The Best Keto Flour Substitutes – Low Carb Flours for Baking


One of the biggest challenges in keto baking is finding low-carb flour alternatives for our recipes, but thankfully, there are many. We list them below.

low carb flours - best keto flour substitutes
The best low-carb flours – keto flour substitutes

Finding a low-carb flour substitute that gives bread, cookies, cakes, and even keto pancakes a great consistency is essential if you want to get creative in the kitchen.

We know that wheat flour and its highly processed white flour version is a complex carb and a no go zone for the ketogenic diet.  The complex carbs in wheat flour are so high that just one-quarter of a cup contains 22 grams of carbohydrates.

This is why Keto diet practitioners and cooks have had to come up with some ingenious ways to replicate their favorite recipes using, next to, no-carb flour alternatives.

To help you out, we thought we’d share the lowest-carb flours that we use in our keto kitchen to recreate some of our all-time favorite recipes and make them much healthier.

List of Low Carb Flour in Our Keto Kitchen

  • Coconut Flour
  • Almond Flour
  • Low Carb Almond Meal or Ground Almonds
  • Ground Flax (aka Flax Meal)
  • Psyllium Husk

We always keep plenty of the above low-carb flour substitutes for our keto cooking. Be sure to store all of your low-carb flours as per the directions on the packing in airtight containers, making a note of the used by date.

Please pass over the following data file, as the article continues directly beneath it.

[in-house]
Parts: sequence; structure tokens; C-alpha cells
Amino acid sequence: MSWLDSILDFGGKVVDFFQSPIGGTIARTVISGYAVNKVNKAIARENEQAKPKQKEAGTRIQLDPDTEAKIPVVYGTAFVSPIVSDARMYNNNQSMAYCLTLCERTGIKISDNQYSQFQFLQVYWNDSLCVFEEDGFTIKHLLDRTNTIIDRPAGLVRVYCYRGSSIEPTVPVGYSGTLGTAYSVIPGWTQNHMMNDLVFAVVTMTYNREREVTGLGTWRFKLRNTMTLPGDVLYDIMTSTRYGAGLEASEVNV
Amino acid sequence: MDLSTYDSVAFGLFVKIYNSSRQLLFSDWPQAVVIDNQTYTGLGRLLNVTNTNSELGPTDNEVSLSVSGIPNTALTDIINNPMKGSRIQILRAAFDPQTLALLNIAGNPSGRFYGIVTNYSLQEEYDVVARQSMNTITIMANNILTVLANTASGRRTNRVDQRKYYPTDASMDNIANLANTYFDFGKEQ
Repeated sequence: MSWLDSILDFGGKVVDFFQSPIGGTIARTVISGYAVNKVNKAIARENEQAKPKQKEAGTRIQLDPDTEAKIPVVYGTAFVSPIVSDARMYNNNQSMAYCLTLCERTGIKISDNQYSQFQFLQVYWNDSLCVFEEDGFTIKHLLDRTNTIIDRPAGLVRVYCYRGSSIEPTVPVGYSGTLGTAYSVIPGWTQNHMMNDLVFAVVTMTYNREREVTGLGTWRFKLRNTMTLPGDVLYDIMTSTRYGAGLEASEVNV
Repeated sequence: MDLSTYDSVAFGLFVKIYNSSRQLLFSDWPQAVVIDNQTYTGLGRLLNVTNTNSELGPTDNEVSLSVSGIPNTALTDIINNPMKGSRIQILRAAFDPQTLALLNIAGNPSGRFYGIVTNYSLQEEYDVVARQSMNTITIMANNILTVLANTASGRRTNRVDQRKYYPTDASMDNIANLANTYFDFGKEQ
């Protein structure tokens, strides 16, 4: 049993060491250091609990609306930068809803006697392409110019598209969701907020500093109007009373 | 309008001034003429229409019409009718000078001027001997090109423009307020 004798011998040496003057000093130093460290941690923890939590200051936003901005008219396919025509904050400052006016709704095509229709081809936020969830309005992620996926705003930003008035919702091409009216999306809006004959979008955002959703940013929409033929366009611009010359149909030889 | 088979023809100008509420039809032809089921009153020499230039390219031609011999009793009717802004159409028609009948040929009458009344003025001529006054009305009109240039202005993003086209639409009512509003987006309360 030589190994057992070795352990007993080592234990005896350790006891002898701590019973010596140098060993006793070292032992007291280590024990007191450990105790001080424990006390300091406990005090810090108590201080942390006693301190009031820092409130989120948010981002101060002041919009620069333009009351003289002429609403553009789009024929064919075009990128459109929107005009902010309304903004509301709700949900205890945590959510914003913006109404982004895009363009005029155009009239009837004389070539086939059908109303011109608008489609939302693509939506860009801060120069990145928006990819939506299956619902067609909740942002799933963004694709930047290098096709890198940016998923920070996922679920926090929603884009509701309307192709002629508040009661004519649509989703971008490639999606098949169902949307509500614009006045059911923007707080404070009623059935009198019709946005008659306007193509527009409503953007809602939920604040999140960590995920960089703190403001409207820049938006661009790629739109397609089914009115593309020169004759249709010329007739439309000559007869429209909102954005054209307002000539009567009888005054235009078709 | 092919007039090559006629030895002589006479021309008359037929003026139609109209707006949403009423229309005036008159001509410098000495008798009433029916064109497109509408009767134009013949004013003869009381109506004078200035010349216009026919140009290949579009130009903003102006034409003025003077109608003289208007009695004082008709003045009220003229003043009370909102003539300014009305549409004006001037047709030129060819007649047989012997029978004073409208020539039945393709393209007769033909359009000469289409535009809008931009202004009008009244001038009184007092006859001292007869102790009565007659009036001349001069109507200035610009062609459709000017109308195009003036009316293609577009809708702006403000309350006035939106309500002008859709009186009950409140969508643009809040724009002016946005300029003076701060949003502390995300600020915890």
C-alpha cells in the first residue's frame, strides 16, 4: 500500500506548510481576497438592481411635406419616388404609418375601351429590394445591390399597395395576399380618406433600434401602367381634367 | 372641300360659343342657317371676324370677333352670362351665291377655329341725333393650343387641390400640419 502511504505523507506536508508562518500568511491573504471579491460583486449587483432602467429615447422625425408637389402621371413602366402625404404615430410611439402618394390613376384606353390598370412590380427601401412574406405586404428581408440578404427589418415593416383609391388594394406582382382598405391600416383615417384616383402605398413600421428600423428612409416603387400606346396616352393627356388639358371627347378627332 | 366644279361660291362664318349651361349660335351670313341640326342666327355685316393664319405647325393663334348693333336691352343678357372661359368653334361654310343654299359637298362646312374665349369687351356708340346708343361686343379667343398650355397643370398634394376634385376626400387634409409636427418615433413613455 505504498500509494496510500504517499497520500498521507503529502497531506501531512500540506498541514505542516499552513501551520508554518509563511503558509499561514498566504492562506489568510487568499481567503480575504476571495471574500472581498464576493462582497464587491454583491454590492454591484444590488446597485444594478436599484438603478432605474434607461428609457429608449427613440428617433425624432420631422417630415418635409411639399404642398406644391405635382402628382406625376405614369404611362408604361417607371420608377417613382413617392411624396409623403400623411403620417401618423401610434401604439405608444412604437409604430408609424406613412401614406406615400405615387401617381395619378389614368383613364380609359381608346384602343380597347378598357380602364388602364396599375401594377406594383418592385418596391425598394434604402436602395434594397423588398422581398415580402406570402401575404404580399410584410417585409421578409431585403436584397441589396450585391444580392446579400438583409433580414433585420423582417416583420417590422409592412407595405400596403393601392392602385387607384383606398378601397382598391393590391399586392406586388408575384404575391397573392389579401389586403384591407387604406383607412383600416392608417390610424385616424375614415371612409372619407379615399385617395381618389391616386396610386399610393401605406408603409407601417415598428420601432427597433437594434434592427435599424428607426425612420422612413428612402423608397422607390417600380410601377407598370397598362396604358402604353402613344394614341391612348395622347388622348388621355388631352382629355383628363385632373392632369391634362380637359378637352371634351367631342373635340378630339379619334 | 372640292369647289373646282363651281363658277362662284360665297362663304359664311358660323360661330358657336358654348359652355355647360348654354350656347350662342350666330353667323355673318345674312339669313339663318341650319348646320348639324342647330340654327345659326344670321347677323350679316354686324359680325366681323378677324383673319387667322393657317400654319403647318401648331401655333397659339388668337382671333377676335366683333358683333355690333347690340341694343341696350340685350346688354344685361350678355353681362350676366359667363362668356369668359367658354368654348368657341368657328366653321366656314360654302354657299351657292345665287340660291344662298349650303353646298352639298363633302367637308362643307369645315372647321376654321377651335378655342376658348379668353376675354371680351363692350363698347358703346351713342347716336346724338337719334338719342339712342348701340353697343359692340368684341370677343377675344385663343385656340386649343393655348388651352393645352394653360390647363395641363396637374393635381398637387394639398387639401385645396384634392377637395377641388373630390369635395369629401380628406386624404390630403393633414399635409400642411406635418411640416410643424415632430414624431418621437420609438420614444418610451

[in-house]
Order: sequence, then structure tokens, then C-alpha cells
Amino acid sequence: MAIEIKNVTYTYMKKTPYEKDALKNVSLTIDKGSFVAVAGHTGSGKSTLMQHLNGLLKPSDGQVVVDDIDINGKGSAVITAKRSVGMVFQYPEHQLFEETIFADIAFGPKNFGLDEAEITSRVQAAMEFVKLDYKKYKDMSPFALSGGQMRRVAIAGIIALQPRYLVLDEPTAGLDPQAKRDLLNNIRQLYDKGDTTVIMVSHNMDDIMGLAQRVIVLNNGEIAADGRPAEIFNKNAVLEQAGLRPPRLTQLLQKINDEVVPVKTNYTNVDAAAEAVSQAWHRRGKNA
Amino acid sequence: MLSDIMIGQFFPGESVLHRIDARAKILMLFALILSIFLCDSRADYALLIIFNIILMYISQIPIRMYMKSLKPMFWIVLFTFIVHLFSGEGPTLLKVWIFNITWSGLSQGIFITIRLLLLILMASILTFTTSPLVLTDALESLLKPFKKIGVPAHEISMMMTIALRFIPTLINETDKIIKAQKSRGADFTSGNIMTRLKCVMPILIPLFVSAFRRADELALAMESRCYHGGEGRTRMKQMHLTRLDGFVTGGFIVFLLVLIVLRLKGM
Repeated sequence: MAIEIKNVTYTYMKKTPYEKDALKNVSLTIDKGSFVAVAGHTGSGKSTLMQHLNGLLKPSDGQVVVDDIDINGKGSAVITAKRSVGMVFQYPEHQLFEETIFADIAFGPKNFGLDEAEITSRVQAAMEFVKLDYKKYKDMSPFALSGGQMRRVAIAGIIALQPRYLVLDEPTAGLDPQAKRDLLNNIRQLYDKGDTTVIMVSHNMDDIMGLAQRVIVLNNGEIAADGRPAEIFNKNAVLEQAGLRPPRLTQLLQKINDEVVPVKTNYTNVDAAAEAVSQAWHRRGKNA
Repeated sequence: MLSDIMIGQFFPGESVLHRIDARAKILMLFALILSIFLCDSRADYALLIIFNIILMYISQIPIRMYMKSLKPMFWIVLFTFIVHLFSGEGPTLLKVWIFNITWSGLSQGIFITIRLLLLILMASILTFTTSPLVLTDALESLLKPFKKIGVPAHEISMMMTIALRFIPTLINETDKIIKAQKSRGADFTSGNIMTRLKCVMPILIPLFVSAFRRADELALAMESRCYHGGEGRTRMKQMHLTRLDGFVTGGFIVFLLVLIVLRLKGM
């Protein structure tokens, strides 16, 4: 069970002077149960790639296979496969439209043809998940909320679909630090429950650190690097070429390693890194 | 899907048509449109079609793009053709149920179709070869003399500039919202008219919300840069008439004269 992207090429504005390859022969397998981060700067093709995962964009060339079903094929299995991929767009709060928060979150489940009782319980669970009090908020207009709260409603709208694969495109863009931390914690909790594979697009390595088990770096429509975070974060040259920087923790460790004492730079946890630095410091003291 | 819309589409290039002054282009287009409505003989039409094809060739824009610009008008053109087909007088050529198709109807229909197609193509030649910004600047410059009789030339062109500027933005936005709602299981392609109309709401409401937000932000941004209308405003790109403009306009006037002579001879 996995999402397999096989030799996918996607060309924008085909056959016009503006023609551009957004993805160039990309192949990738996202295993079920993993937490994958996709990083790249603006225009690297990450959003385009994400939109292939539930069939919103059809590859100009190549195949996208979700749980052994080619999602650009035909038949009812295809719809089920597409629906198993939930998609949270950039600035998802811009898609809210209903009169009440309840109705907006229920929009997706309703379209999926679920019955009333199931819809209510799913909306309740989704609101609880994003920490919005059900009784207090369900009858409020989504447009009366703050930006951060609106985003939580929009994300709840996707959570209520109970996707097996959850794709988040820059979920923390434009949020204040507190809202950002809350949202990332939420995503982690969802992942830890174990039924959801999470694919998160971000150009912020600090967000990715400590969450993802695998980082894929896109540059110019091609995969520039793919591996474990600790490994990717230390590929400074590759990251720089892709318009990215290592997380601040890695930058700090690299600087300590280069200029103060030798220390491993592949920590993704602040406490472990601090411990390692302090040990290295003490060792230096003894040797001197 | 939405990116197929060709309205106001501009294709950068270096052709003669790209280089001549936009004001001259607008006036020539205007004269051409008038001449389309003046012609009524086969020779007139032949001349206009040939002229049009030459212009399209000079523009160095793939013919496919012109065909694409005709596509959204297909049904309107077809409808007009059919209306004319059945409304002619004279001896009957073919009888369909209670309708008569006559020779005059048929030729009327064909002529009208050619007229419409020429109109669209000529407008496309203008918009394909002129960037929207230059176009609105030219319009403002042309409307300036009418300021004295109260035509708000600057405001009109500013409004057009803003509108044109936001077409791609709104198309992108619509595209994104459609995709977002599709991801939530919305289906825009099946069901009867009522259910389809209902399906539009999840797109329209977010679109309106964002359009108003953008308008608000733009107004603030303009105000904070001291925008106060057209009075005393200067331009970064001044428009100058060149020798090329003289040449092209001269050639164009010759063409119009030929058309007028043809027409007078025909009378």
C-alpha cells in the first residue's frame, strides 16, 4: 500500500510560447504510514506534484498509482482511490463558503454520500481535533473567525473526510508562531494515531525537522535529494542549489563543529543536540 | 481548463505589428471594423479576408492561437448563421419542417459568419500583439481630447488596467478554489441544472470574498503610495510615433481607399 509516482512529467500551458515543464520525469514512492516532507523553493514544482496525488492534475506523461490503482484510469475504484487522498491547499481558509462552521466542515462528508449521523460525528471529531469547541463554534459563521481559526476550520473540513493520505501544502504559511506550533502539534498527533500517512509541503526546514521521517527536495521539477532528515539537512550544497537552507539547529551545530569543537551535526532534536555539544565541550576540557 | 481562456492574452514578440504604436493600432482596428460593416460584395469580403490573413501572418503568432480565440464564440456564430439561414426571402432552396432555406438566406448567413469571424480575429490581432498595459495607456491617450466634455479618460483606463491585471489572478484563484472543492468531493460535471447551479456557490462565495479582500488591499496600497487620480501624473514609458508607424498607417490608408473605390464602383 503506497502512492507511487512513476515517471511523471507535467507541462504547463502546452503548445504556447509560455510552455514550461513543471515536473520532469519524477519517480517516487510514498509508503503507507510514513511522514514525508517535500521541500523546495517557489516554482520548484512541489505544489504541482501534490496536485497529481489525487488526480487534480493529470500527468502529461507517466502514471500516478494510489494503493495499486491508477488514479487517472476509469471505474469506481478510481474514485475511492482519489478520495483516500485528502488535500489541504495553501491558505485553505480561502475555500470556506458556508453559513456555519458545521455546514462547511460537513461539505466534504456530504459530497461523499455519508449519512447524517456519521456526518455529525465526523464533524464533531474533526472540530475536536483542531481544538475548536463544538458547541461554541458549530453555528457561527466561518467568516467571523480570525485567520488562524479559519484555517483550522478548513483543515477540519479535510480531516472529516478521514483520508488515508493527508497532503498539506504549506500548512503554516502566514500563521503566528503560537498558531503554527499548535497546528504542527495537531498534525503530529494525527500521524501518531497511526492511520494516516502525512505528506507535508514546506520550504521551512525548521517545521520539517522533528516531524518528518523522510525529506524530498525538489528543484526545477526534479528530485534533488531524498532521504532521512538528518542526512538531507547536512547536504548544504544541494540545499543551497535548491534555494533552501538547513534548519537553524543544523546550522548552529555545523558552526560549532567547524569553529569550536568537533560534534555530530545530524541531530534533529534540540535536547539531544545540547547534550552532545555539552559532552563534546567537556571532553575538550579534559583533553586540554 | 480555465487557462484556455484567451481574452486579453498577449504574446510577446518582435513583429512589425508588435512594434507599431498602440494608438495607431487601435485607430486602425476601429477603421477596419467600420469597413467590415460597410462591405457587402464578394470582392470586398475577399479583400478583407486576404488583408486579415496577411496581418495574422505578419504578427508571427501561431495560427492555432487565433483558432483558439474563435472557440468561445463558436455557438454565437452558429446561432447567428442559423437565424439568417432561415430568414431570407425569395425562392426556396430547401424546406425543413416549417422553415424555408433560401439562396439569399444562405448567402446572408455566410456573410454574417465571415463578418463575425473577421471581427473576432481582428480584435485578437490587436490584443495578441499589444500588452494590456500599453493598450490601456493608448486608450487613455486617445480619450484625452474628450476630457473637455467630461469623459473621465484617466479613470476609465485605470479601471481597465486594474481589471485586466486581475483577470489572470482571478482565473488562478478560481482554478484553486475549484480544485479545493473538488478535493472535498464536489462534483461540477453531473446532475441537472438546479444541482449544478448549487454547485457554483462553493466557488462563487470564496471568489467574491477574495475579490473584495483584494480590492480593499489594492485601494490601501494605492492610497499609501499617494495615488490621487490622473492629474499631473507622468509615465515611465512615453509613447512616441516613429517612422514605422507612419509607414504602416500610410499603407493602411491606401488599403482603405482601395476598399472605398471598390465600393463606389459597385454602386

Coconut Flour

low-carb coconut flour keto ingredient
low-carb coconut flour keto ingredient

You’ve seen and heard all of the ketogenic benefits of coconut oil; it’s everywhere, and many of us eat it every day. But there’s another part of the coconut we are most interested in today, and that’s coconut flour.

Coconut flour is an ideal low-carb substitute for cakes, brownies, and muffin recipes when  you want a moist consistency.`

We use coconut flour extensively in our keto baking recipes due to its low “net” carb count.

While coconut flour isn’t a no-carb flour, it’s as close as you’ll get for the recipes you’ll use it for.

Coconut flour isn’t moist; it draws moisture in from other ingredients and then takes on the consistency of things such as eggs and water.

The ability of coconut flour to absorb moisture makes foods such as our Keto Muffin recipes soft and moist without them drying out, unlike some other low-carb flours we use that are better suited to cookies and crusts.

Most people can’t tell that our muffins are keto unless we tell them.

Low-Carb Coconut Flour Keto Recipes